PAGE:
Boxelder Bug (Boisea trivittata)
Detailing the physical features, habits, territorial reach and other identifying qualities of the Boxelder Bug.
Updated: 6/25/2018; Authored By Staff Writer; Content ©www.InsectIdentification.org
Boxelder Bugs can form massive, intimidating mobs near dwellings and on trees, but they are harmless to humans and not a significant threat to plant life.
Boxelder Bugs are black plant bugs. They have thin orange or red-orange borders on their elytra (wing coverings). A short orange line runs down the middle of the thorax. Large red eyes bulge out the sides of its head and two tiny red spots on top of the head sit near them. Nymphs (juveniles) look different from adults. They have red bodies with an orange or yellow spot in the center of it. Their undeveloped wing coverings are short and black. They commiserate with older Boxelder Bugs, commonly form large congregations on the sides of homes, or on trees, but especially near Boxelder bushes, from which they are named. They prefer the warm and sunny sides of buildings. Females will overwinter inside walls and lay eggs on leaves in the spring.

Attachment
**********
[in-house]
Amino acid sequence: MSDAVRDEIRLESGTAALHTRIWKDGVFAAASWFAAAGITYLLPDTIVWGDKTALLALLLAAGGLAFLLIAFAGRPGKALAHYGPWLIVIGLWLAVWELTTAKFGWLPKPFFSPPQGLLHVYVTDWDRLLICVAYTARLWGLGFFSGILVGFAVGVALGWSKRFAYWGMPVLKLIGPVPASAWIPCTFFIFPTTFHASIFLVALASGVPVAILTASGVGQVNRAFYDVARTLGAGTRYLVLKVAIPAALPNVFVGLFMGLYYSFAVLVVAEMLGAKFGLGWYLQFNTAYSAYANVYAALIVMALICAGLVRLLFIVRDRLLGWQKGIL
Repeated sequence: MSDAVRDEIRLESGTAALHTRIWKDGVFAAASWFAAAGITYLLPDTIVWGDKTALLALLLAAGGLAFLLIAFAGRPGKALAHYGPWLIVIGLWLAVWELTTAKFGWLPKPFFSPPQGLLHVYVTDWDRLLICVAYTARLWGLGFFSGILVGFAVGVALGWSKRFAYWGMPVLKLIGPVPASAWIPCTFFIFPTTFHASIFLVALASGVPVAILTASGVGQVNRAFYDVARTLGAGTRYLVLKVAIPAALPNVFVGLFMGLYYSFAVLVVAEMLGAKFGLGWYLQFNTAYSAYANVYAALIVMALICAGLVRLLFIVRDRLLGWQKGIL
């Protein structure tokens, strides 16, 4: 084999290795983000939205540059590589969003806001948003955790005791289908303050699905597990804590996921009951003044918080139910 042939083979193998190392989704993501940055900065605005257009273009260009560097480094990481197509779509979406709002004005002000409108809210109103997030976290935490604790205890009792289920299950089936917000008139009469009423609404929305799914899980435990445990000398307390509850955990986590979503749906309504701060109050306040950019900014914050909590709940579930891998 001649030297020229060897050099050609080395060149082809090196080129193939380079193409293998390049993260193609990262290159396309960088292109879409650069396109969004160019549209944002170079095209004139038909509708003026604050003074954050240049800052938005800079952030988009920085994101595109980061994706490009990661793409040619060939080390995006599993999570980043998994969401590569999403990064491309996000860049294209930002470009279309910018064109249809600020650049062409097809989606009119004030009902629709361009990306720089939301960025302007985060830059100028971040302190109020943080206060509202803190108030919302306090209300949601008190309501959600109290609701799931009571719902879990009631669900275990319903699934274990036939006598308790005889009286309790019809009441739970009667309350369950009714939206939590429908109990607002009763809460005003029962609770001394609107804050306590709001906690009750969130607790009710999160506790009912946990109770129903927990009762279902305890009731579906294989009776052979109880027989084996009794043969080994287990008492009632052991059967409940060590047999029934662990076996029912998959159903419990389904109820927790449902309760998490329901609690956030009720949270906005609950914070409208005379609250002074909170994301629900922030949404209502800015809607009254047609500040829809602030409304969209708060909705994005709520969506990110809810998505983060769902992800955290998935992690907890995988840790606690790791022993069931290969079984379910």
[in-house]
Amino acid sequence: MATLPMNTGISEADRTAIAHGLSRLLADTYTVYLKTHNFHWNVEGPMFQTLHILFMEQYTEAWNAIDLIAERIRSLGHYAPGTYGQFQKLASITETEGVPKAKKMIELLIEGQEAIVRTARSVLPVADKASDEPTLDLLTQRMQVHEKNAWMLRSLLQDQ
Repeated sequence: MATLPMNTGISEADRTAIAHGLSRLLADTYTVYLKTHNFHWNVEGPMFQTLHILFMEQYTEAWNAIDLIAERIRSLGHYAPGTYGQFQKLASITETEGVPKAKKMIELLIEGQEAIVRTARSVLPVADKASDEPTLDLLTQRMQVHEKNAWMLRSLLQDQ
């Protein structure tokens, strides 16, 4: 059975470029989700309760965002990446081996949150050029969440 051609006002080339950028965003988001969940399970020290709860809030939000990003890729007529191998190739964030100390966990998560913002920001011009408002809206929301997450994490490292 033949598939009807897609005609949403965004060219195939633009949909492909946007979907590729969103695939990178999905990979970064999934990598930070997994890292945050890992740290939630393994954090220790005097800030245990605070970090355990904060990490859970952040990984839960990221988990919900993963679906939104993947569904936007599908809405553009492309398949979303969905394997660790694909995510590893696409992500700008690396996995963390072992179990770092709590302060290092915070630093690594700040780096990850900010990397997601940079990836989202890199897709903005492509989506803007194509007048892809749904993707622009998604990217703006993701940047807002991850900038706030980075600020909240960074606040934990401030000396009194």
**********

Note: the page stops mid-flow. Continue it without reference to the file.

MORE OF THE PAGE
Boxelder Bugs are not harmful to humans, but they will secrete a staining dye if crushed. If they are found indoors, it is best to remove them with a paper towel, or vacuum cleaner with its hose attachment, to avoid creating a mess. They do not emit any odors. Typically, Boxelder Bug can be found in parks, gardens, meadows, fields and forests. Adults, their larvae, and their growing nymphs drink nectar and sap from flowers, trees and other plants, but rarely with enough vigor to destroy them. The feeding may slightly deform fruits and their large numbers may startle observers, but they are not dangerous.